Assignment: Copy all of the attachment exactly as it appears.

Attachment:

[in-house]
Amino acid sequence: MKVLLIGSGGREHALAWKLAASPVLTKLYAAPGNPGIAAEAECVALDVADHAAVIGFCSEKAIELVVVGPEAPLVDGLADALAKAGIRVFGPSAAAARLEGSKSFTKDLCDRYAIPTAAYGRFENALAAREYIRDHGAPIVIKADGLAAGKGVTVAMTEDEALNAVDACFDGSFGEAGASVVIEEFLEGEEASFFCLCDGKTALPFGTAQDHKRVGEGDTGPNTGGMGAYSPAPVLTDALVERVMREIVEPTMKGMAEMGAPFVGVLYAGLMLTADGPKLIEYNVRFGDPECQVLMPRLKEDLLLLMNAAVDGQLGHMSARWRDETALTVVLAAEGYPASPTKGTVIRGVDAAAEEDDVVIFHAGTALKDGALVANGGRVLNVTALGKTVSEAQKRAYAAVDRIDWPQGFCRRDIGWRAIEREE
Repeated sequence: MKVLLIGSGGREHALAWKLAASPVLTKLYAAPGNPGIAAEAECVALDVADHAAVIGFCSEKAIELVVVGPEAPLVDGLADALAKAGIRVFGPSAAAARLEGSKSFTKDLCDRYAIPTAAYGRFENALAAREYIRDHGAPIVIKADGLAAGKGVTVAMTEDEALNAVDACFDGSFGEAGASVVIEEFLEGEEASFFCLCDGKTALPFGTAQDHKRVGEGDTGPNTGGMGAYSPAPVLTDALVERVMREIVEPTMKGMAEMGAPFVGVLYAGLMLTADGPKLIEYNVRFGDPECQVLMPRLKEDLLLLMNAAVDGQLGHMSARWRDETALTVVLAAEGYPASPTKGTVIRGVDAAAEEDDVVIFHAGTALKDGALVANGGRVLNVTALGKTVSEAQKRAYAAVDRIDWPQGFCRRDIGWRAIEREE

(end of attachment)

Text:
[in-house]
Amino acid sequence: MKVLLIGSGGREHALAWKLAASPVLTKLYAAPGNPGIAAEAECVALDVADHAAVIGFCSEKAIELVVVGPEAPLVDGLADALAKAGIRVFGPSAAAARLEGSKSFTKDLCDRYAIPTAAYGRFENALAAREYIRDHGAPIVIKADGLAAGKGVTVAMTEDEALNAVDACFDGSFGEAGASVVIEEFLEGEEASFFCLCDGKTALPFGTAQDHKRVGEGDTGPNTGGMGAYSPAPVLTDALVERVMREIVEPTMKGMAEMGAPFVGVLYAGLMLTADGPKLIEYNVRFGDPECQVLMPRLKEDLLLLMNAAVDGQLGHMSARWRDETALTVVLAAEGYPASPTKGTVIRGVDAAAEEDDVVIFHAGTALKDGALVANGGRVLNVTALGKTVSEAQKRAYAAVDRIDWPQGFCRRDIGWRAIEREE
Repeated sequence: MKVLLIGSGGREHALAWKLAASPVLTKLYAAPGNPGIAAEAECVALDVADHAAVIGFCSEKAIELVVVGPEAPLVDGLADALAKAGIRVFGPSAAAARLEGSKSFTKDLCDRYAIPTAAYGRFENALAAREYIRDHGAPIVIKADGLAAGKGVTVAMTEDEALNAVDACFDGSFGEAGASVVIEEFLEGEEASFFCLCDGKTALPFGTAQDHKRVGEGDTGPNTGGMGAYSPAPVLTDALVERVMREIVEPTMKGMAEMGAPFVGVLYAGLMLTADGPKLIEYNVRFGDPECQVLMPRLKEDLLLLMNAAVDGQLGHMSARWRDETALTVVLAAEGYPASPTKGTVIRGVDAAAEEDDVVIFHAGTALKDGALVANGGRVLNVTALGKTVSEAQKRAYAAVDRIDWPQGFCRRDIGWRAIEREE